Today was a good day, I got to visit my favorite local Asian Market, the illustrious International 888 Store that is as big as a large supermarket and has a huge selection of yummy foods. Also and entire large aisle devoted to tea which I spend way to much time lingering in. Of course there are lots of beautiful tea pots and some clothes as well, what can I say, I love this store and visiting it is one of my favorite things. Also my reviewing schedule for tea is totally thrown off because I got to try a tea that has been on my ‘to try list’ for years! The package arrived last night and I could have tried it immediately, but it is far to beautiful a tea to drink at night, this needs sunlight.
Today I am reviewing Sakura Tea by Kyoto Obubu Tea Plantations and Yunomi.us! I was told (more like warned a bit) that this tea is ‘uniquely Japanese’ and may be a bit weird, this warning was completely unnecissary because I love a lot of ‘uniquely Japanese’ things (I mean I eat Beni Shoga straight from the jar and eat seaweed like they are chips, I love Japanese food!) So of course when I see a beautiful and very delicate tea made from cherry blossoms preserved in salt and plum vinegar, I think to myself “I have got to get my greedy little hands on some of that” and several years later, I finally did! The aroma is sweet and a bit tangy, it reminds me of pickled peaches, or more likely pickled plums but a touch sweeter. The floral notes are very subtle and the tartness mixed with salt is a delicious aroma. I admit it, I licked the salt crystals out of the package, I may be a salt addict.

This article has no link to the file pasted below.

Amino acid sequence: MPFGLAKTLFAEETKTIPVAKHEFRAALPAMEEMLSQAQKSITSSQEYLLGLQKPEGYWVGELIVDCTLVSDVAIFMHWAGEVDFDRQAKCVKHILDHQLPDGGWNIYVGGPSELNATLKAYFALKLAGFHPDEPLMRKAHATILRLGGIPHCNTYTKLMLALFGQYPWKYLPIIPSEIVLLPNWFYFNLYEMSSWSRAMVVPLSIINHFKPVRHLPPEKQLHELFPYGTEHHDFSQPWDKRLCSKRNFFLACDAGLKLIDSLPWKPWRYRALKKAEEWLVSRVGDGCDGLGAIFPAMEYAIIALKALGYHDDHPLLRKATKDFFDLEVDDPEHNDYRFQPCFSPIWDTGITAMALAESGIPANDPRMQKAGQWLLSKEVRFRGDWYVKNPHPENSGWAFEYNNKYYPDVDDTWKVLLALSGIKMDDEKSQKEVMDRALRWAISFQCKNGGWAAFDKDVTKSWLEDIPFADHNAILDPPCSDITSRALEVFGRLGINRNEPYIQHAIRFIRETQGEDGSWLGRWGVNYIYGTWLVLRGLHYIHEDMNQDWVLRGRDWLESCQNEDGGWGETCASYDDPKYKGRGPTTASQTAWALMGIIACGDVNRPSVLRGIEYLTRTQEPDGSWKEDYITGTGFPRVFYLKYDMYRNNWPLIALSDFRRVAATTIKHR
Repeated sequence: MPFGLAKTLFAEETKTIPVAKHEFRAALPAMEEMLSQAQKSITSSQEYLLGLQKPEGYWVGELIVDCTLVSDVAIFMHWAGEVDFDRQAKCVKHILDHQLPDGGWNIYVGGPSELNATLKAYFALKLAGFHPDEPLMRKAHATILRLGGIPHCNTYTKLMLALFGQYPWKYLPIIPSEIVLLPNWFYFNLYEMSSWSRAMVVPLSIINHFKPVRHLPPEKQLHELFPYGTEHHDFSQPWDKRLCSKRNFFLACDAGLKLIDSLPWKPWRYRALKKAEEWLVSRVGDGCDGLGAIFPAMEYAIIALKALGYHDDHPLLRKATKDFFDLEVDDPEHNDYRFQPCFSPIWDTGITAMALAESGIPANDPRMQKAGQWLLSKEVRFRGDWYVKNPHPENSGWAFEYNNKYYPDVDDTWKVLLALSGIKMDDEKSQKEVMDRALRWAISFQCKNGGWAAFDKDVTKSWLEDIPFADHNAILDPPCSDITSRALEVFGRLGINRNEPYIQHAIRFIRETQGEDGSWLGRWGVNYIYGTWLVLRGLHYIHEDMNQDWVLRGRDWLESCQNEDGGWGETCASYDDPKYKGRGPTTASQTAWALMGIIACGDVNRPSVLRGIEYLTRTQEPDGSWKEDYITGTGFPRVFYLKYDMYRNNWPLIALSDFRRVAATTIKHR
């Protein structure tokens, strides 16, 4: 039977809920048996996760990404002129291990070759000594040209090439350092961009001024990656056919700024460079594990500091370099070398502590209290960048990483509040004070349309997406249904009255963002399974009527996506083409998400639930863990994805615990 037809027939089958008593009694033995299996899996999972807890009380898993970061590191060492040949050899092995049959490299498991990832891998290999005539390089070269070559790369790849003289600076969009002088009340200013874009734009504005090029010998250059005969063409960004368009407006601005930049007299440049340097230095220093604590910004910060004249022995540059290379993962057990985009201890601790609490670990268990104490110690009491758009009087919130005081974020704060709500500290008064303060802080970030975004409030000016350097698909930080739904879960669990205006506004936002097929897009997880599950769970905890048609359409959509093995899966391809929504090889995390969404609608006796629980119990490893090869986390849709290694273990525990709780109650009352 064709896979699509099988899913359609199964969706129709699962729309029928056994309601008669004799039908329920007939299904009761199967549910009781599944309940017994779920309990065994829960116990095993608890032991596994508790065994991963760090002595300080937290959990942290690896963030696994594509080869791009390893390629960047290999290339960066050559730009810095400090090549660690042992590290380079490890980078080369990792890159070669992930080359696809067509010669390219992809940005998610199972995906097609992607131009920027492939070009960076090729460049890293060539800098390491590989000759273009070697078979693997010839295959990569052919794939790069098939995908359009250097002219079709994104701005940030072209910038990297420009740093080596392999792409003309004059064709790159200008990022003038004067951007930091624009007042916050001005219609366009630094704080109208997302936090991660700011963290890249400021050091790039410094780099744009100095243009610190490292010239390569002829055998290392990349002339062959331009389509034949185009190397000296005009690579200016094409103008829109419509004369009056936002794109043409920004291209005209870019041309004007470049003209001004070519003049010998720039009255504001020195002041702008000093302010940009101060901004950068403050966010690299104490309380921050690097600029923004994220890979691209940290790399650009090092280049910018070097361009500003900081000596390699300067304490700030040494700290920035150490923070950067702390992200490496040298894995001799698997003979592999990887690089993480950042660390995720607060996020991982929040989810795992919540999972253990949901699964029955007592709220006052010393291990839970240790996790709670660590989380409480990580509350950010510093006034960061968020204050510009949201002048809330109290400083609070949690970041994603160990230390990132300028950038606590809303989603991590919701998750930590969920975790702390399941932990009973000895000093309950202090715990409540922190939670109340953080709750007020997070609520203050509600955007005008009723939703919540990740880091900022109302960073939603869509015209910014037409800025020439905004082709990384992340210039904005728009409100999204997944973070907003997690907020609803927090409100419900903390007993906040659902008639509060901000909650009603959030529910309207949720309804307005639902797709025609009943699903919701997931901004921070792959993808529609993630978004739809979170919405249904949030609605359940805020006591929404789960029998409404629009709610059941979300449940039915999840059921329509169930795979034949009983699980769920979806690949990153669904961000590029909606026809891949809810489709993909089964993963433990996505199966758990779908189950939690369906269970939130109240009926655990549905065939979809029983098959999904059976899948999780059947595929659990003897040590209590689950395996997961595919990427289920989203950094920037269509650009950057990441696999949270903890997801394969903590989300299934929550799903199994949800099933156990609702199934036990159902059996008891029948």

At first I wanted to try the tea without adding any of the salt brine from the initial soaking, just nothing but flower. The aroma is very mild with a blend of sweetness and flowers, it smells very much so like a spring breeze carrying the aroma of flowers from a distance. The taste is as mild as the aroma, delicately sweet and floral with just a touch saltiness. There is also a smooth and nutty aftertaste.
Adding the brine makes the aroma a little stronger and the taste, well, lets just say I might have giggled a bit at how good it was. It leaves the mouth feeling smooth and the taste is creamy with hints of tartness and floral. It is a bit salty, but deliciously so! It does not leave the mouth feeling dried out as one would expect from something salt pickled, but instead invigorates the salivary glands. The aftertaste is nutty and enjoyable.
It was recommended that you can brew it with other teas, specifically Genmai Cha and Sencha, conveniently I have some of both so first let us try the Genmai Cha. It seems strange to say it, but Genmai Cha is a pretty potent tea, at least when compared to Sakura Tea, so the addition of a flower certainly does not overpower the already present taste. It does compliment it very well with notes of sweetness and delicate floral tones. I really enjoyed the subtle sweetness added to what I usually consider to be a savory tea.
Brewing the flower with Sencha was a wonderful idea, really this is delicious. It adds a buttery sweetness and the floral and pickled notes are much more prominent than in the Genmai Cha. I feel a bit bad, I want to get into detailed descriptions on how wonderful this mixture of flavors is, but it honestly boggles my mind a bit. It is one of those moments where I think my Synesthesia kicked in and all I can perceive are colors. Beautiful spring colors swirling in my mouth!
Lastly I found a recipe for a Sweet Sakura Latte and had some time to kill while waiting for Ben to return home from school, so I wanted to try it out. He arrived home the moment I finished photographing the results and I deiced to let him have the first sip, expecting the worst (as a rule he is not a fan of most Japanese foods and teas) but surprisingly he really enjoyed it. We ended up splitting the latte, which was nice. The taste is creamy and sweet with just a hint of the salt. There are strong notes of floral that finish off with a nutty aftertaste.